“After two years of litigation, we decided to desist and make an agreement through compensation, which does not seem fair and we are not satisfied with it,” says Julio César Castillo with his elbow on the table and his fist clenched. For 20 years, he has commanded the Trevi cafeteria, which has seen the history of Alameda Central since the building’s construction more than 60 years ago.
In 2018 a company called Público came to the building. His intention is to transform the iconic Art-Deco building into a coworking space, a type of shared office. Also, in the development of apartments that would be rented from internet applications. Public, however, is not the legal owner of the building, but the owner is Trust 2476/2017.
Since then, Bancamifel, the settlor, took action to evict its tenants from the building. They tried to negotiate to buy the apartments where they live but were forced to leave the building little by little.
“These guys are very abusive, and they abuse their economic power. They do not care that people have 15 or 30 years in their homes, or like us, that we have been renting for 65 years ”, recognizes Julio César. Shake your head from side to side, squeeze your lids together, and continue.
“Gentrification won. One day people with money will come to move you. It’s not going to give you the option to stay just because you don’t have its economic potential. “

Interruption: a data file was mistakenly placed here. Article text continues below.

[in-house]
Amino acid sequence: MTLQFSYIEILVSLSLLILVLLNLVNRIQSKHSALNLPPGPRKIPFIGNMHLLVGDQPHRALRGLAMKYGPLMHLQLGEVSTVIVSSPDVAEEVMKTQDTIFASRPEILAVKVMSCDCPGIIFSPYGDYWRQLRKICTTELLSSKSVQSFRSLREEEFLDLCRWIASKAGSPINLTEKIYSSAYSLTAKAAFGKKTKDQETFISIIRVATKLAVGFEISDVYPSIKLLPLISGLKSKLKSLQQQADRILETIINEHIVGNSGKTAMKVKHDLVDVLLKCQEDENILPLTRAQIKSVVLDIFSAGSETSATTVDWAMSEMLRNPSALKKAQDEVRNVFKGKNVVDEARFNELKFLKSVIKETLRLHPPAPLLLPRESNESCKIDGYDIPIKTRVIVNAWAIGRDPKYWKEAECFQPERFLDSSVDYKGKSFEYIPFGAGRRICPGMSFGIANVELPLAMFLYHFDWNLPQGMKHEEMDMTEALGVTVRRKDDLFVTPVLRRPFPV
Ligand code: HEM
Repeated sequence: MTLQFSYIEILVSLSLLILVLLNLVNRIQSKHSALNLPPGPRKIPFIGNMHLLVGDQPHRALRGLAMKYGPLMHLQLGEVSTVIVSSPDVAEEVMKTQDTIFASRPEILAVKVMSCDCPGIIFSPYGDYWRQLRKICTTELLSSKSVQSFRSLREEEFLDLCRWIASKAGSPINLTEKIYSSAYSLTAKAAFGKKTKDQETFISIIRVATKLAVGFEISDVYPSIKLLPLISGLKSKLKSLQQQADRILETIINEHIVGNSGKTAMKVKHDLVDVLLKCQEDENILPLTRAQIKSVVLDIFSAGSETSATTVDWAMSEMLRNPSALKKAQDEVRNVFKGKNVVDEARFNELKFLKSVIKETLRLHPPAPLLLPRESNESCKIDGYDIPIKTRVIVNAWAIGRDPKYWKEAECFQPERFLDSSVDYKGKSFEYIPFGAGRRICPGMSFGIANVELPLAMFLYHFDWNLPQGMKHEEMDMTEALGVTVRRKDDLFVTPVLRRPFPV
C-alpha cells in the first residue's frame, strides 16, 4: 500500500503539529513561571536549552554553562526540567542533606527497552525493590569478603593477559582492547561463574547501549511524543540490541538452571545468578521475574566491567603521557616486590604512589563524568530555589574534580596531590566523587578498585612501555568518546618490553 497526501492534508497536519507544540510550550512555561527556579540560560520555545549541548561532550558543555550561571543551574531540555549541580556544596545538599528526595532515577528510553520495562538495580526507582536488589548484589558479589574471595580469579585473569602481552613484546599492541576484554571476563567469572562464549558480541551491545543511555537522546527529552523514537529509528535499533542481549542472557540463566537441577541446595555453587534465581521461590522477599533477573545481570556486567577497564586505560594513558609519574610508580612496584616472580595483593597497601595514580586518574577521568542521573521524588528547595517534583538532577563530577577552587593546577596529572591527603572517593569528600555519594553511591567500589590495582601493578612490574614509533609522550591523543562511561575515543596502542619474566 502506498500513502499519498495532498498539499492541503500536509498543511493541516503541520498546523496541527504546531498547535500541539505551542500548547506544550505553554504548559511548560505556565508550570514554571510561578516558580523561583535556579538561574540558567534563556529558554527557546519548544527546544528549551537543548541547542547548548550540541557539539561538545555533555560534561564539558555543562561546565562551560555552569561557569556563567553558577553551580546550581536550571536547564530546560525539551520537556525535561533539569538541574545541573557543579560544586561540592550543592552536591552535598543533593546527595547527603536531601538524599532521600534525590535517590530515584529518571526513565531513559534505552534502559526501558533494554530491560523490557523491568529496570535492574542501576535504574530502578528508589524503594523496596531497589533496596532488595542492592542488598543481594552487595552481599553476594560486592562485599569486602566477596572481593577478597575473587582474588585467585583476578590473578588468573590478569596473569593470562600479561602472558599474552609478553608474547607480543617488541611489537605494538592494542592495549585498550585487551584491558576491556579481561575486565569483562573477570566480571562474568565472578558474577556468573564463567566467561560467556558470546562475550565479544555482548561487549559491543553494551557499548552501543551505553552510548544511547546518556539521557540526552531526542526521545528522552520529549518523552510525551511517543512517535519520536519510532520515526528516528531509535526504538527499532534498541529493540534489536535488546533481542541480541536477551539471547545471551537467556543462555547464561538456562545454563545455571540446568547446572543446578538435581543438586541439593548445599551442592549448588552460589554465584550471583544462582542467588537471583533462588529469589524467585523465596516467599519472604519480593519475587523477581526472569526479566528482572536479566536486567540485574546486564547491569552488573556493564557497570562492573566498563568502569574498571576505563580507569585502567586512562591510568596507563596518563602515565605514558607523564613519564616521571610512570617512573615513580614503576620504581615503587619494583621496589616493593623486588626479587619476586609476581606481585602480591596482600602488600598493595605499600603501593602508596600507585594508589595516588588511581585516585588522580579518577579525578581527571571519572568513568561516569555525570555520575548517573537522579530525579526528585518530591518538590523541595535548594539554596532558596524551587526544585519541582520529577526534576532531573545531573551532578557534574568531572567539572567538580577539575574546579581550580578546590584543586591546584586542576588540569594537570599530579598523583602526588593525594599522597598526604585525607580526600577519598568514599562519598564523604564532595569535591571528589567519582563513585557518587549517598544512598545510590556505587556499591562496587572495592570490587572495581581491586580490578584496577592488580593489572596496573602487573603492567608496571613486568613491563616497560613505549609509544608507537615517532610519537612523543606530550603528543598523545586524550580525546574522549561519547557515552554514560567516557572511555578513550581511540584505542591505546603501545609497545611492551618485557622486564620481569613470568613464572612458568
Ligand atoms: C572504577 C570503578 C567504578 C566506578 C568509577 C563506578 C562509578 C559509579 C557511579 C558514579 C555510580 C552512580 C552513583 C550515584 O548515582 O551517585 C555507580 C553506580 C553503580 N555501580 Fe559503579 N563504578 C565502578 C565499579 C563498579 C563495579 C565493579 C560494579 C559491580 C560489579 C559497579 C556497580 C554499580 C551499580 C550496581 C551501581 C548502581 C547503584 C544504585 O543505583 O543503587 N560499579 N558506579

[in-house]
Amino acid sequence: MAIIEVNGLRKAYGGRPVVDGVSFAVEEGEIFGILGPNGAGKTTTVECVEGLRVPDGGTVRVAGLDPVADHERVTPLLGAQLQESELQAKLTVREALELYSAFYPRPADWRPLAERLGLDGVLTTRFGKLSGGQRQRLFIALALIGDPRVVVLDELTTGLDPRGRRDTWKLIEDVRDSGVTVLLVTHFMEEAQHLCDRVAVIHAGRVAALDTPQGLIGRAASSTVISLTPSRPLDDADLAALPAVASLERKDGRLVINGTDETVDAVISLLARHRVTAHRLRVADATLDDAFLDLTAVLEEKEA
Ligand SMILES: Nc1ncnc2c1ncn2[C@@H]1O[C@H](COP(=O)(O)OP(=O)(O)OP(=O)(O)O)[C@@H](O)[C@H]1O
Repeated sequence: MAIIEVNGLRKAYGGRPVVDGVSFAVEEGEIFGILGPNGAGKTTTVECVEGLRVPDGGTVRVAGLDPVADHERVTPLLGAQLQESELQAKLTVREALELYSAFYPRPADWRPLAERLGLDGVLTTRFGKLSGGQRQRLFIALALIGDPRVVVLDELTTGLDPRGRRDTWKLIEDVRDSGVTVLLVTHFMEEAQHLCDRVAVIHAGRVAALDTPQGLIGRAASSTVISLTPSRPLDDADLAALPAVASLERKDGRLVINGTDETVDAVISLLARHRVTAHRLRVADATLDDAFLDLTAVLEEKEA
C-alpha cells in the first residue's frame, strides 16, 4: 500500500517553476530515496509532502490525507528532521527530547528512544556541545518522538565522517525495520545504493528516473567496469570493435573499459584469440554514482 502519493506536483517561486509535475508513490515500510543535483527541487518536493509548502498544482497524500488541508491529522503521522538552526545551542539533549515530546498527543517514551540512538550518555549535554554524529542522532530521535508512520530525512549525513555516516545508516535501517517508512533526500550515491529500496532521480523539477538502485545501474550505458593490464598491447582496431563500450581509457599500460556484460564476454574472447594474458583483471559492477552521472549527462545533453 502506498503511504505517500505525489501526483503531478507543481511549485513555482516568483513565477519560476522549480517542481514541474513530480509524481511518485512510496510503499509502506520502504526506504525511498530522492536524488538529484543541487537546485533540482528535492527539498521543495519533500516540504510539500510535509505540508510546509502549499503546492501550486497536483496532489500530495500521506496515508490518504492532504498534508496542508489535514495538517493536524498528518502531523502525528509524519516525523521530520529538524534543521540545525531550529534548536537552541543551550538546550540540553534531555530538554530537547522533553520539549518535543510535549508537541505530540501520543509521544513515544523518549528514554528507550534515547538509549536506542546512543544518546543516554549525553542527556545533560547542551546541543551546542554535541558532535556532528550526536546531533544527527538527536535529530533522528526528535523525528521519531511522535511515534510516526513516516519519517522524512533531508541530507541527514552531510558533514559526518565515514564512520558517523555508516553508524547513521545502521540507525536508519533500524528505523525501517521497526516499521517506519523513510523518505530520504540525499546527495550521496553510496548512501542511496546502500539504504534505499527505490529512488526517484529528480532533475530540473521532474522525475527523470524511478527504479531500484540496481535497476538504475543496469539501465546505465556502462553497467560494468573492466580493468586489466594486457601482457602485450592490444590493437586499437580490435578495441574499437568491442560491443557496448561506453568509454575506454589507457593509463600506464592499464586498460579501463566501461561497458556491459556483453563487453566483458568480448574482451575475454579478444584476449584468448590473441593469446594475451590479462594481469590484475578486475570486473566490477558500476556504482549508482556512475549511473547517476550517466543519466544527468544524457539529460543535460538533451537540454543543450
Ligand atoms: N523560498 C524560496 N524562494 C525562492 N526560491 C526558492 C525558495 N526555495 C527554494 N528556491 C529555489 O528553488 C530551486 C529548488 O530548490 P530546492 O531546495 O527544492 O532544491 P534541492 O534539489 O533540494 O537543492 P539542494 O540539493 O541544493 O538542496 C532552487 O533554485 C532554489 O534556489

“It bothers me a lot that they want to transform this part of the Alameda. This part of the city is for the people, that is Diego Rivera’s message with his mural Un paseo en La Alameda ”. Julio César refers to Dream of a Sunday afternoon in the Alameda Central, a mural that can be seen in a museum on the same block as the Trevi building. “It’s for everyone, but it’s not going to be like that anymore. The project they are doing is to make a difference, it is to do something class-based, with businesses that are not going to be available to most people ”.
Crucible of Struggles
Despite the end result, the winnings of a neighborhood fight are worth numbering.
The Trevi struggle served as a melting pot in which various neighborhood struggles, of evicted people, organized neighbors, artists and activists were articulated. The compensation obtained is the result of that struggle, in which a group of citizens decided to fight for their rights; also the organization that wove.
His neighbors participated in the defense against the reform of article 60 of the Human Rights Law of the City. The law obliged the government to guarantee housing for people who were victims of extrajudicial or forced evictions, but poor writing and a media campaign against it caused that protection to be canceled. They were also part of the proposal to change the laws that regulate tenant relations in the city and that promote a Tenant Law for Mexico City.
Gentrifiers and foul play: the signature that was true
Many of the tenants started lawsuits to defend their stay in the building. However, little by little they were thrown out of court on the plaintiffs’ suspicions for lack of due process and corruption.
The Trevi case, like that of other neighbors, for example, began to falter because Banca Mifel filed a lawsuit alleging that the signatures on existing lease contracts were false.